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ADDIN EN.CITE.DATA 30, 32, 33.

By 1970 Ghana had one of the most highly developed education systems in Africa ADDIN EN.CITE <EndNote><Cite><Author>White</Author><Year>2004</Year><RecNum>87</RecNum><DisplayText><style face=”superscript”>34</style></DisplayText><record><rec-number>87</rec-number><foreign-keys><key app=”EN” db-id=”dass0wvz3pvzspef2a8xva03wz2fzarzzpz0″ timestamp=”1521466139″>87</key></foreign-keys><ref-type name=”Book”>6</ref-type><contributors><authors><author>White, Howard</author><author>Masset, Edoardo</author></authors></contributors><titles><title>Books, buildings, and learning outcomes: An impact evaluation of World Bank support to basic education in Ghana</title></titles><dates><year>2004</year></dates><publisher>World Bank Washington, DC</publisher><isbn>0821358847</isbn><urls></urls></record></Cite></EndNote>34. Gross enrolment ratios increased dramatically, 60% of teachers in primary schools were trained, and the Ministry of Education (MOE) projected that all untrained teachers would be eliminated from the education system by 1975. The late 1970s and early 1980s, however, saw a sharp economic decline and the real value of government financing for education fell sharply from 6.4% of GDP in 1976 to 1.4% in 1983, and resulted in a near collapse of the education system PEVuZE5vdGU+PENpdGU+PEF1dGhvcj5BbXBpYWg8L0F1dGhvcj48WWVhcj4yMDEzPC9ZZWFyPjxS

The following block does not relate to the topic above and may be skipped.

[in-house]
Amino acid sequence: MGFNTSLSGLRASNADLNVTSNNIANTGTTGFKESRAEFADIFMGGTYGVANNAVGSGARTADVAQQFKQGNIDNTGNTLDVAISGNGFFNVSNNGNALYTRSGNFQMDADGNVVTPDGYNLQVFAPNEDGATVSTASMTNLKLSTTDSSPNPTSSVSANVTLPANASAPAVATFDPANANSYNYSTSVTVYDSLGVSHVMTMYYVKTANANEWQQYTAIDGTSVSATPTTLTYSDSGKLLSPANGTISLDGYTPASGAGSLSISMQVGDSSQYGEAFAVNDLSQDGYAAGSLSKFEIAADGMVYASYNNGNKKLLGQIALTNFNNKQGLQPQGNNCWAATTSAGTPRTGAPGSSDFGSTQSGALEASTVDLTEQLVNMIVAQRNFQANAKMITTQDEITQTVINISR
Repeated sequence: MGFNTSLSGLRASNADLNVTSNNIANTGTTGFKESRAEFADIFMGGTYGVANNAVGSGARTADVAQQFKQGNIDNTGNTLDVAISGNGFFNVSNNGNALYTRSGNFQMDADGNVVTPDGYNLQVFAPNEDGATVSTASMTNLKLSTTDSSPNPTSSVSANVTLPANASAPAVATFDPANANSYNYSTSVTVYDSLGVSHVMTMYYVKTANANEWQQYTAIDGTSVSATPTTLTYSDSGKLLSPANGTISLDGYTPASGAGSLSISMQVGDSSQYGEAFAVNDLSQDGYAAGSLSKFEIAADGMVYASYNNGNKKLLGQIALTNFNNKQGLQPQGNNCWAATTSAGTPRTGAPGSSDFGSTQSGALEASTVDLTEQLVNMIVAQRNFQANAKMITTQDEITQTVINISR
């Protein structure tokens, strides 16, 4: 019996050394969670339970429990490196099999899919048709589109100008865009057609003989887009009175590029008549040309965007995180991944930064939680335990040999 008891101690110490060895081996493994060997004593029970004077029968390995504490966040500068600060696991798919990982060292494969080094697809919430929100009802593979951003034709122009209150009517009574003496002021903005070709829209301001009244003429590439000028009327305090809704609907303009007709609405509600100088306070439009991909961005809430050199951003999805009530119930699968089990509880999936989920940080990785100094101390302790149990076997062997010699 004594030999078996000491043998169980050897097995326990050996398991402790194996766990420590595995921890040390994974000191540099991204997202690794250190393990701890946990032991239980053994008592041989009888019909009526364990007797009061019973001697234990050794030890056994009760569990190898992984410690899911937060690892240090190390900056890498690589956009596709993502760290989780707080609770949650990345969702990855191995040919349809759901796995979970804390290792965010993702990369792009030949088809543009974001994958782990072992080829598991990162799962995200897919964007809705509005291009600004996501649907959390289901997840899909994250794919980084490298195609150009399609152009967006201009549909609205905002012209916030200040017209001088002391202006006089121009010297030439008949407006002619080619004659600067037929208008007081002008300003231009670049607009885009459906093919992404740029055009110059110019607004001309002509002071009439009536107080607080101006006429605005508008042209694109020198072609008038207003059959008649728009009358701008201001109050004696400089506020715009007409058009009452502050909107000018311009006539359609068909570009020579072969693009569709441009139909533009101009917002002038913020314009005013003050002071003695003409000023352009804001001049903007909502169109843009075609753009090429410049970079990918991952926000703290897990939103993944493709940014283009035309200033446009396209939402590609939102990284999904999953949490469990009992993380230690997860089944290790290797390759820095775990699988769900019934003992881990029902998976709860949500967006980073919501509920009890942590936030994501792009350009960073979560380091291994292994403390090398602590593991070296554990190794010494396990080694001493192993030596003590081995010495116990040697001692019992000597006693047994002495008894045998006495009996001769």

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In 1987, an Education Reform Program (ERP) to reverse the decline in the education system was launched in partnership with the World Bank and other international agencies. The major goals of the ERP were to expand ‘access to basic education, to improve the quality of basic education, to make education more relevant to Ghana’s socio-economic needs’, and to ensure sustainability of the reform program after the economic adjustment period. To date, the 1987 reforms have benefited the most in terms of investment to improve the access to and quality of basic education. Although this huge financial investment into the Ghanaian educational system has made an impact on educational performance in Ghana, many educational indicators suggest that growth has not been sustained PEVuZE5vdGU+PENpdGU+PEF1dGhvcj5Ba3llYW1wb25nPC9BdXRob3I+PFllYXI+MjAwMDwvWWVh
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ADDIN EN.CITE.DATA 30, 31, 36.

An Education Reform Review Committee (ERRC) was set up in 1994 to review the achievements of the 1987 ERP. Following this review, in accordance with the World Bank and other international donors, in 1996, the ‘free compulsory universal basic education’ (FCUBE) policy reforms were introduced to address the weaknesses in the 1987 reforms. The FCUBE policy aimed to achieve UPE by 2005. UPE could however, not be achieved in 2005. Additionally, FCUBE policy sought to improve girls’ enrolment and has generally succeeded in achieving this target. Implementation of the FCUBE policy was supported by the World Bank Primary School Development Project (PSDP). According to the World Bank (2004) report two main areas of activity of the PSDP were identified: